I know what you’re thinking. Surely you didn’t take a sleeping pill and then go to a theme park? That’s just ridiculous!
Ridiculous it is. And it happened. But it was totally unintentional and not at all recommended! Trust me to find myself accidentally high as a kite in a theme park.
After days on end of copious amounts of touristing by day, and the obligatory exploring of the social scene by night, my body decided enough was enough and it was going to force a break out of me. I woke up, after a fun night of the Viennese social scene where I had once again ignored the signs and decided I could power through, feeling like I had been hit by a truck. You know that flu-ey feeling where your everything hurts? That was me. Plus a splitting headache and some serious nausea. At first I thought maybe it was just a ruthless hangover, and accompanied the Wolfpack to the local kebab stall down the road from the hostel. Halfway there I had the spins and was feeling like I really needed a sit down. Just looking at the faded pictures on the menu made me want to vom. The extreme heat that day didn’t help either. So I decided to jump off the culture bus and sit the tourist activities out for the day and go back and rest. I also decided I didn’t have time to be sick, with such a short itinerary in Vienna, and that it was time to bring out the big guns.
Usually, when I’m not feeling so flash, oranges, or delicious pulpy orange juice does the trick. Given their acidity levels and the fact my stomach wasn’t too flash, I’ve no doubt the effect is 99% psychological, given that’s what mum used to feed me as a child if I got sick, but I don’t mind – however it works it works! After a stressful 10 minutes trying to read the labels at the local convenience store and determine, with that Austrian I don’t know, what was alternative brands of Fanta and what actually had oranges in it, the man behind the counter worked out I was clearly in distress and came and sorted me out. Definite knight in shining armour.
Next stop was the pharmacy, where “can I have something with pseudoephidrine in it” didn’t really go down too well. But upon close inspection the woman behind the counter mumbled something along the lines of “yeah you do look awful” and handed me a box of colourful pills. I had so much hope they would fix me I didn’t even bother being offended! All I wanted to do was go to sleep and wake up feeling good, but the sleeping part wasn’t really working too well. That was when I remembered I had aquired some sleeping pills from Dad’s stash. Thanks Mr G!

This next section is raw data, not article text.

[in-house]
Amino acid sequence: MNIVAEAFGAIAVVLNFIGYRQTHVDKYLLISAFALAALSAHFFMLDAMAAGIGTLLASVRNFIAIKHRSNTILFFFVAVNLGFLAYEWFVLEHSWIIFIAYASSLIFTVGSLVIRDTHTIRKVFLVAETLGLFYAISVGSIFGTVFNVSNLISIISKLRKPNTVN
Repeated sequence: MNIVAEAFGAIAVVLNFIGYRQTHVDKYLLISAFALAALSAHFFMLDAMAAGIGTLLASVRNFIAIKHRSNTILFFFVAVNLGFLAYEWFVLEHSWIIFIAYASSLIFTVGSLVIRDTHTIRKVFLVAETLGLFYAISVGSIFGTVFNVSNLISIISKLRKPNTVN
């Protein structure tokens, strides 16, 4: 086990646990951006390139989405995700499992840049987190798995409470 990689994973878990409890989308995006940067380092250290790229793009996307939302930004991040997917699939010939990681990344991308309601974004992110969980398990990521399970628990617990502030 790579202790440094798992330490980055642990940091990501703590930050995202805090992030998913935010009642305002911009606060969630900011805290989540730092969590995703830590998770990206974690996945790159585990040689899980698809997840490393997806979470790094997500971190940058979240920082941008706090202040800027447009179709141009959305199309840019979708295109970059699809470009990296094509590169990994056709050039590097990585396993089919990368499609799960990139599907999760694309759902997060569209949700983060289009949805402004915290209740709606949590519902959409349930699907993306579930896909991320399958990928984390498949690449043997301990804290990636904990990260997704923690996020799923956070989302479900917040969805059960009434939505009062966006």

Then, next thing I know (which in my state, took me a long time to ascertain), the culture bus had come back early, and I was being told a new plan had been made – because it was so stinking hot, the wolfpack were off to a swimming pool they had “heard about.” Despite being in a bit of a state, I still managed to have some FOMO going on (fear of missing out) and I thought, actually, it is ridiculously hot in here, maybe it would be nice to sit on the edge of a pool and have my feet in the water. Having taken a sleeping pill (luckily only a mild one) and my cold and flu’s only 2 hours earlier, it would have been a much wiser decision to stay put, but in that state decision making wasn’t exactly my forte!
As it turned out, GPS vs Android Maps vs iPhone maps became quite the debarcle in the car, and this apparent swimming pool was nowhere to be found. Instead, when we jumped out of the car in what was meant to be the swimming pool carpark, there seemed to be some kind of theme park going on. It turned out to be Prater, quite the famous attraction in Vienna. We thought maybe it was nearby, but our efforts were fruitless. Once we were there, the rest of the team, who were far less delirious than I, thought it would be fun to check out the rides. Luckily, it isn’t the pay a huge entry fee kind of theme park, rather you just pay per ride. So for me it was a very cheap adventure, as just being around all the lights and music and colours was thrilling enough! I did go on a token “horror house” ride which ordinarily would have been very gentle and tame, and joined in the bumper cart fun which consisted of me not really moving all that much and being quite the target! I guess there are worse falling asleep at the wheel scenarios than bumper cars.